At their conference yesterday, Red Hat announced an expansion of (or redefinition of) its deal with eNovance that takes aim at the carrier cloud and (explicitly) the NFV space. The deal is aimed at contributing to OpenStack to make it a more suitable platform. So, yes, this is a data point in my “platformization” theme. But the questions for today are “Why?” and “Will it work?”
I ran my market model on NFV last year, and the results were interesting. While the current state of both buyer literacy and products make precision impossible, the model said that if we had an optimum realization of NFV benefits to drive an optimum deployment, we could see an additional 30,000 to 100,000 data centers generated by carrier deployments. This would dwarf the incremental opportunity for data center growth available anywhere else. Since every data center is at least a small pool of servers, software platforms, and data center switches, it’s pretty clear that this is a heck of a carrot to dangle in front of a revenue-and-profit-starved market.
I’ve said before that the Wind River people may have been the ones to validate the notion of carrier cloud and NFV as a platform opportunity, with their Carrier Grade Communications Server. Given that they’re owned by Intel they have no shortage of backing and credibility, and they’ve jumped out in front in the space. If that space is in fact the biggest new pie in the market, Red Hat can hardly ignore it. That’s the “Why?”
The corollary question is “Why now?” and the best answer to that is that the NFV ISG is winding down its first-phase work. We are getting close to the point where specifications would be released, and close to the point where early trials could be expected. Everyone knows that trials tend to mature into deployments unless the vendors behind them screw up, so you need to be in on the ground floor. Part of getting there is also PR and positioning, which get harder to develop as the field gets crowded and the easy topics are all written to death. I think it will be very difficult for vendors to gain real control of NFV and carrier cloud issues much beyond the end of this year, if they don’t have it already.
The problem for Red Hat in execution isn’t easy, though. The original NFV value proposition, reflected in the first NFV White Paper back in the fall of 2012, was an easy one for somebody like Red Hat. You take commodity servers and use them in place of expensive SDPs and appliances. Every appliance you displace offers a benefit, and the more you do the more you save. There’s no first-cost issues, no worry about integrating trial enclaves. Within a year, though, the operators themselves no longer believed in that story. They found that the complexity of NFV would almost certainly raise operations costs enough to marginalize or eliminate capex savings. You need a bigger story.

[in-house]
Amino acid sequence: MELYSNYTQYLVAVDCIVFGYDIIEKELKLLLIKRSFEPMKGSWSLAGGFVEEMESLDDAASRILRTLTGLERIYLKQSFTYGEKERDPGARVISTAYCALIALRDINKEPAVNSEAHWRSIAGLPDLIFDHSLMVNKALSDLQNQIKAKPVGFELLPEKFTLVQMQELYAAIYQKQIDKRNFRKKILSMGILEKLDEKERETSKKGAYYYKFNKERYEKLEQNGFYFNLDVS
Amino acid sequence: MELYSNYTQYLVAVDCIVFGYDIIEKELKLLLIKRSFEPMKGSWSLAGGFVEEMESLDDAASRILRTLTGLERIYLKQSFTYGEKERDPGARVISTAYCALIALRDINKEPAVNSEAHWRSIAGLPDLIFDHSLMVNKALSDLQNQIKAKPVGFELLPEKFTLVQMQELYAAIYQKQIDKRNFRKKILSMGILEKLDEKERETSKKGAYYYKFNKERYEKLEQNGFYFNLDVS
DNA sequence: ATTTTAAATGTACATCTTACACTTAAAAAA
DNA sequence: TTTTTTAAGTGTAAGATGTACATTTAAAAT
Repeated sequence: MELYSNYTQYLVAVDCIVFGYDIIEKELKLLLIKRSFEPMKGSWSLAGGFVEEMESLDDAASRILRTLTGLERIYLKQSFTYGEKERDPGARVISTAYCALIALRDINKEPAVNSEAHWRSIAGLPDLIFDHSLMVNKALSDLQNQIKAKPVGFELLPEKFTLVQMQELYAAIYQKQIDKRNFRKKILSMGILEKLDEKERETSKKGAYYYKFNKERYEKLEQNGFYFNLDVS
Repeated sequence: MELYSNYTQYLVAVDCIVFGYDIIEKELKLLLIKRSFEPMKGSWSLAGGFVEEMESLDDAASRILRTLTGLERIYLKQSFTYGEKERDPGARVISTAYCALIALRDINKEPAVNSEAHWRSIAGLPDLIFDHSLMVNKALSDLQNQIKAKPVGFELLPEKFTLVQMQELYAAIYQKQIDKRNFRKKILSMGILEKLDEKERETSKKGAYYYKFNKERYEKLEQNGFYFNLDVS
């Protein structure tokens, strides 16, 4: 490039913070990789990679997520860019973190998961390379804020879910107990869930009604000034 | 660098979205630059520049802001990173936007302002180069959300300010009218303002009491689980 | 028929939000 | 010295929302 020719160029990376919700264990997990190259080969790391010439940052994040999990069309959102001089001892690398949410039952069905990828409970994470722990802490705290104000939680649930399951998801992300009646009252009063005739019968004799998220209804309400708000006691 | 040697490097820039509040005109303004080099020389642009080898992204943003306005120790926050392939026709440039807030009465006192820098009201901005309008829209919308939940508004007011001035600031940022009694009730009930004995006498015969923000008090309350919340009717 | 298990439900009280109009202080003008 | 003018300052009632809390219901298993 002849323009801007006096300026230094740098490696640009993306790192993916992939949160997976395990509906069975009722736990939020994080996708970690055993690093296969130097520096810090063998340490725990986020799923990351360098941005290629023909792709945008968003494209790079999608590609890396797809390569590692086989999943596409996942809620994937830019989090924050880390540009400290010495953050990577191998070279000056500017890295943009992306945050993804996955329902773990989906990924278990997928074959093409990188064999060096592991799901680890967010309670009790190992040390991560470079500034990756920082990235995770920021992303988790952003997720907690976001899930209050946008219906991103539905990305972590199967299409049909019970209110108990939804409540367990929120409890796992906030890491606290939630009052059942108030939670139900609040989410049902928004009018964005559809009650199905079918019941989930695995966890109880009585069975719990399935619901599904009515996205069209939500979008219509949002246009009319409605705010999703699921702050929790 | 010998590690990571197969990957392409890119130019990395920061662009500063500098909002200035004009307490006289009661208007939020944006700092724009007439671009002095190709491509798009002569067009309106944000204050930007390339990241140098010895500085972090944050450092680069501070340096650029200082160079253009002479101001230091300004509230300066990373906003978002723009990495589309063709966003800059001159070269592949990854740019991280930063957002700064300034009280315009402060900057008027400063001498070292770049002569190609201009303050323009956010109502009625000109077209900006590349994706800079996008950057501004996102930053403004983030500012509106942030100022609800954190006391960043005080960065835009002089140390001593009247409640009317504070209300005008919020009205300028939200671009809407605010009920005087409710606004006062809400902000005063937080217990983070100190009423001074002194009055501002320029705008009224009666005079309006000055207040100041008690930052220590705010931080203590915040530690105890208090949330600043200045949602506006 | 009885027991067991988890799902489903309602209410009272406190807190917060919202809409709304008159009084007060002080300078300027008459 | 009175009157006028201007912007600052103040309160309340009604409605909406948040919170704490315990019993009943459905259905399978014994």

If the cloud is the logical host of NFV and carrier features and services, then it isn’t unreasonable to say that carrier cloud could evolve from something like OpenStack. OpenStack has the ability to deploy and connect stuff, and if you made it bigger and better you could make it more efficient and secure lower opex, right?
Well, probably not as much as you might think, which is where Red Hat risks going wrong. I’ve pointed out before that the current NFV target benefits of greater service agility and lower operations costs aren’t easily achieved by addressing functional islands of larger services built on legacy infrastructure. However, we’re not likely to see NFV get to the point where it drives COTS platforms into access, transport switching, routing, and optics missions. We’re darn sure not going to fork-lift a whole metro into NFV-dom to do a trial. Thus, we’re at risk in having the benefits proved for early trials not only insufficient to justify my “optimum” NFV deployment, we are risking their not funding the next step or fully justifying themselves even in the first trial.
Red Hat can make structural orchestration better. They can improve the carrier-grade quality of OpenStack, but it’s a real stretch to imagine that they can extend OpenStack beyond the cloud. I’d also point out that OpenStack management doesn’t fit well within the framework of operator OSS/BSS/NMS, and obviously it doesn’t integrate with the management of legacy elements or the automated (and hypothetical) tools used to build those new and agile services. What’s needed is a higher layer, a vision of unification of all the network technologies into a common virtualization-friendly service toolkit. eNovance doesn’t have it, Red Hat doesn’t have it.
The good news for Red Hat is that nobody else has it either, at least not fully and generally. Some are telling a story that when fully populated with products might well do the job. Alcatel-Lucent is an example, and so is Cisco and in particular HP. Overture Networks, I’ve pointed out, actually has an implementation of structural orchestration that could be made to climb up to the functional level if they (or a partner) decided to drive it there. There are enough open source tools out there to form as much as 85% of what’s needed for orchestration, and I know of at least one major vendor who has been dabbling with the stuff and seems on the fence with regard to commitment. But they’ve not committed, and so for a period of time Red Hat still could expand their vision to include the critical mass of benefits.
NFV could be a revolutionary technology, but nothing deploys by being technically revolutionary, it deploys by being benefit-revolutionary. Progress toward a goal is helpful only if it can credibly extend far enough to start funding itself with benefits, and islands of NFV aren’t going to do that if the benefits operators are looking for are systemic and not isolated.